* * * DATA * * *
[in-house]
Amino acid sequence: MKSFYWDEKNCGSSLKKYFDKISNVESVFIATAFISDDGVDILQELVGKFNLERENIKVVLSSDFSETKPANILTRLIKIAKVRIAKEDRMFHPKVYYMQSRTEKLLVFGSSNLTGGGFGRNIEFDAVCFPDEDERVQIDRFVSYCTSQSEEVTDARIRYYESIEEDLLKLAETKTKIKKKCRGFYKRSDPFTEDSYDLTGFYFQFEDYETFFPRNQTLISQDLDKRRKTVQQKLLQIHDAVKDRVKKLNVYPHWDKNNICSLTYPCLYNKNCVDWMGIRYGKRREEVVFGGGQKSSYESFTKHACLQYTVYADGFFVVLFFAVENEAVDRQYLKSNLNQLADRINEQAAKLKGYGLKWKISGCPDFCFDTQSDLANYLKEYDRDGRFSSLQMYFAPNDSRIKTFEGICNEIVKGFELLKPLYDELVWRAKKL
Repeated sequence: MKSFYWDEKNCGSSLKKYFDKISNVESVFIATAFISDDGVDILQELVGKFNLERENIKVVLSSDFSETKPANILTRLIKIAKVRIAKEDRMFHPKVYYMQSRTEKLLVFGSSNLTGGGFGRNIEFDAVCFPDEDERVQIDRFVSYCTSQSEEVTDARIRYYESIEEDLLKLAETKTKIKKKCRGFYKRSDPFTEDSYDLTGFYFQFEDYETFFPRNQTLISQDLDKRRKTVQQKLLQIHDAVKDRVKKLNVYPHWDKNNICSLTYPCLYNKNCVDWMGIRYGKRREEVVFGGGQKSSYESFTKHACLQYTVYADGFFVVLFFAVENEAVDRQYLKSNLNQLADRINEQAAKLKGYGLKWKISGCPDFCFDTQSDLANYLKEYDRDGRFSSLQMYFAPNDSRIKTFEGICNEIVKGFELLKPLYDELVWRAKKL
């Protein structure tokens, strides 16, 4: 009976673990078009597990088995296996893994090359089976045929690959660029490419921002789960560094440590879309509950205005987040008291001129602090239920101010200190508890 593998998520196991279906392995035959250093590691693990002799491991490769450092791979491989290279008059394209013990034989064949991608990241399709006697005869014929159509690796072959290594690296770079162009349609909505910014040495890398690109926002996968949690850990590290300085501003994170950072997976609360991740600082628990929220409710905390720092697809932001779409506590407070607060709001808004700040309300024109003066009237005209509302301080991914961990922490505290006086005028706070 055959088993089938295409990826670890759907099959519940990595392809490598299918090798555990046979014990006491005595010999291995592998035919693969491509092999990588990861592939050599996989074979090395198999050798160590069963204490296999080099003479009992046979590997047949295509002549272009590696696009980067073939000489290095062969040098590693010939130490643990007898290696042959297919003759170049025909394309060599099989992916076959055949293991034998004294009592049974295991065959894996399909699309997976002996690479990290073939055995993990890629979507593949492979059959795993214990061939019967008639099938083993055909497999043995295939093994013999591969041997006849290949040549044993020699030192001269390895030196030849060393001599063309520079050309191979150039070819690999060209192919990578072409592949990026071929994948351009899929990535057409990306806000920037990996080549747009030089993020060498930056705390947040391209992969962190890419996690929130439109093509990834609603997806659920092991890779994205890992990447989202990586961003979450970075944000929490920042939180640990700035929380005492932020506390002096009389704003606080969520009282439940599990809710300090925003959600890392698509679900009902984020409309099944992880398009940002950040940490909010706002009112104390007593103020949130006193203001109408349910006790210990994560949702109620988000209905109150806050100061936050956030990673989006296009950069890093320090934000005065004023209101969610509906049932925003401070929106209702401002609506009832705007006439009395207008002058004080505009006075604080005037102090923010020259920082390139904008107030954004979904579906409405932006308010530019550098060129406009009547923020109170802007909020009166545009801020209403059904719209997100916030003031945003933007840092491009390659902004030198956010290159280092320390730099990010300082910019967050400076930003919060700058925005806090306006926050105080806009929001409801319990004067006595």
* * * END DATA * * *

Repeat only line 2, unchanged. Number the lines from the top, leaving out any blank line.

Amino acid sequence: MKSFYWDEKNCGSSLKKYFDKISNVESVFIATAFISDDGVDILQELVGKFNLERENIKVVLSSDFSETKPANILTRLIKIAKVRIAKEDRMFHPKVYYMQSRTEKLLVFGSSNLTGGGFGRNIEFDAVCFPDEDERVQIDRFVSYCTSQSEEVTDARIRYYESIEEDLLKLAETKTKIKKKCRGFYKRSDPFTEDSYDLTGFYFQFEDYETFFPRNQTLISQDLDKRRKTVQQKLLQIHDAVKDRVKKLNVYPHWDKNNICSLTYPCLYNKNCVDWMGIRYGKRREEVVFGGGQKSSYESFTKHACLQYTVYADGFFVVLFFAVENEAVDRQYLKSNLNQLADRINEQAAKLKGYGLKWKISGCPDFCFDTQSDLANYLKEYDRDGRFSSLQMYFAPNDSRIKTFEGICNEIVKGFELLKPLYDELVWRAKKL